first off, there is no need for an alternator above 65amp in your boat, unless you run multiple batteries and/or a modified stereo system. However you can cause far more damage to a battery by having it operate in a discharged state, with too small of an alternator. meaning, if you are running your engine, and blasting your stereo and can only get a running voltage of 12.5-13.5V, you are asking for premature battery failure. At that time you need a higher amp alternator. Your alternator needs to be able to support every accessory on your boat/car and maintain a 13.5-14.5 v charge on the battery, if you see less than that, your battery is now supporting part of the constant load in a system and its not designed to do that. (some batteries are, but most people don't run those). When you have your 300amp alt. and you fire up the boat, it will output a large amount due to the discharged battery from starting and also from it being static before starting. once at 13.5-14.5V it will only be outputting what the battery can take in. And theoretically if you had a completely charged battery that maintained 13.5-14.5V (obviously batteries static charge is around 12.6V) you would see no output on the alternator....no matter what size. Also, if you were overcharging a battery with too many AMPs, it would be seen in the voltage readings. if you had an amp clamp on the cable from the alt. and were reading 200amps constant (can just about guarantee you won't see that) and only see 13.8v on the battery, well the battery isn't being overcharged. if you have no accessories on, you better start looking real close cause you have a MAJOR wiring/resistance/current draw issue. If you were actually putting out too many amps, it would be seen in a 16-18V reading on the battery....which can be bad, however most batteries are more resilient to a 16-18v charge than you'd think.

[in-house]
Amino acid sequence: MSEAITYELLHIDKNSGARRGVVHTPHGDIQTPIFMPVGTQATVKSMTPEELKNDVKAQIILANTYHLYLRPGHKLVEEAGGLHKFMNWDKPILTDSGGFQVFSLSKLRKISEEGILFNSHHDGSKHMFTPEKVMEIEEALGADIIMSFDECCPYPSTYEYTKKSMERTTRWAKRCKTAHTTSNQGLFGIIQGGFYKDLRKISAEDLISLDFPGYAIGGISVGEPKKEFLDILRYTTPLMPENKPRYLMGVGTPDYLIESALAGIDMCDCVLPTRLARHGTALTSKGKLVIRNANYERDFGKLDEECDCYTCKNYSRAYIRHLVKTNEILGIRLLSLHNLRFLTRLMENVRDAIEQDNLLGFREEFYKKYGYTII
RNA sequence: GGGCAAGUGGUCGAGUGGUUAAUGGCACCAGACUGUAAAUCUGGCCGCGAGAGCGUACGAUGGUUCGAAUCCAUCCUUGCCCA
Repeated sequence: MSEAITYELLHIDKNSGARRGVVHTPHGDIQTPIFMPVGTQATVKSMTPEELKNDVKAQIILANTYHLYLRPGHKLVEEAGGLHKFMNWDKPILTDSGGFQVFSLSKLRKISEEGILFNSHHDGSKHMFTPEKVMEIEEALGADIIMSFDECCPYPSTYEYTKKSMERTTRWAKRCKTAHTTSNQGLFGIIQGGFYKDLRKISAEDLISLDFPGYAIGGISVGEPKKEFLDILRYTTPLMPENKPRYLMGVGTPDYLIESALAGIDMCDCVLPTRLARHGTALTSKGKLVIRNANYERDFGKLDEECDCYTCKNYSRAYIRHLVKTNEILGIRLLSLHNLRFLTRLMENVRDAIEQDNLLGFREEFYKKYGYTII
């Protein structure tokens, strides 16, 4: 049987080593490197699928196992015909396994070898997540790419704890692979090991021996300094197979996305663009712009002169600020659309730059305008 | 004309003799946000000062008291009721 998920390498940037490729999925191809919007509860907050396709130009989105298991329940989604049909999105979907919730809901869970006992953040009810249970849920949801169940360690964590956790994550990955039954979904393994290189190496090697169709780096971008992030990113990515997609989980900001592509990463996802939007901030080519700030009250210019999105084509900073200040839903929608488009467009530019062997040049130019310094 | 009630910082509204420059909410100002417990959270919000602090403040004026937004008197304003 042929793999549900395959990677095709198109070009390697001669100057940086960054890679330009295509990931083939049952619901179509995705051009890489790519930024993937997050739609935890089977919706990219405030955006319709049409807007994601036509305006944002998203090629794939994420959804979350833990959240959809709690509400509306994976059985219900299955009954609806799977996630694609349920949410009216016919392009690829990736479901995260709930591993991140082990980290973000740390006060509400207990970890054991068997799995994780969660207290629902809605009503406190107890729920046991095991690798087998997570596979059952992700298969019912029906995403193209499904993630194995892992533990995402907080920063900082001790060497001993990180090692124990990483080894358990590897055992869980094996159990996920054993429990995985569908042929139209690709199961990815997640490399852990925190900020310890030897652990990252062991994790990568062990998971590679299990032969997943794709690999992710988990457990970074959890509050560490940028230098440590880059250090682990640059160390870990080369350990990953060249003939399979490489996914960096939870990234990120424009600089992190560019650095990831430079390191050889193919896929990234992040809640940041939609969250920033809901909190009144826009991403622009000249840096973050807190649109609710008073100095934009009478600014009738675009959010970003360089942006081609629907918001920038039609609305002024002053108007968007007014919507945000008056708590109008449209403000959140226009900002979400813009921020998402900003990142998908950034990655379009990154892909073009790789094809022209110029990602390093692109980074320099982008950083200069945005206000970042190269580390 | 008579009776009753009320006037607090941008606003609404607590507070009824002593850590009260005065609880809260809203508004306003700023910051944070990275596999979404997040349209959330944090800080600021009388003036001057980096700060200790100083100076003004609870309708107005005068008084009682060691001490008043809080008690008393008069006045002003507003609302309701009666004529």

Andrew
    This particular group tends to think stereos and lights when a whole other market segment thinks, gps, finder, plotters, Ac, Radar, Stereo, lights, screens.

    I can put a 60 amp + load on my systems cruising at night running all my equipment and AC.

    shut the engine off an sit for a while Ive got to make up that drain somehow.

    I need a 165AH alternator.

    Uncle Dave

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    Senior Member ap67et10's Avatar
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    Quote Originally Posted by Uncle Dave View Post
    This particular group tends to think stereos and lights when a whole other market segment thinks, gps, finder, plotters, Ac, Radar, Stereo, lights, screens.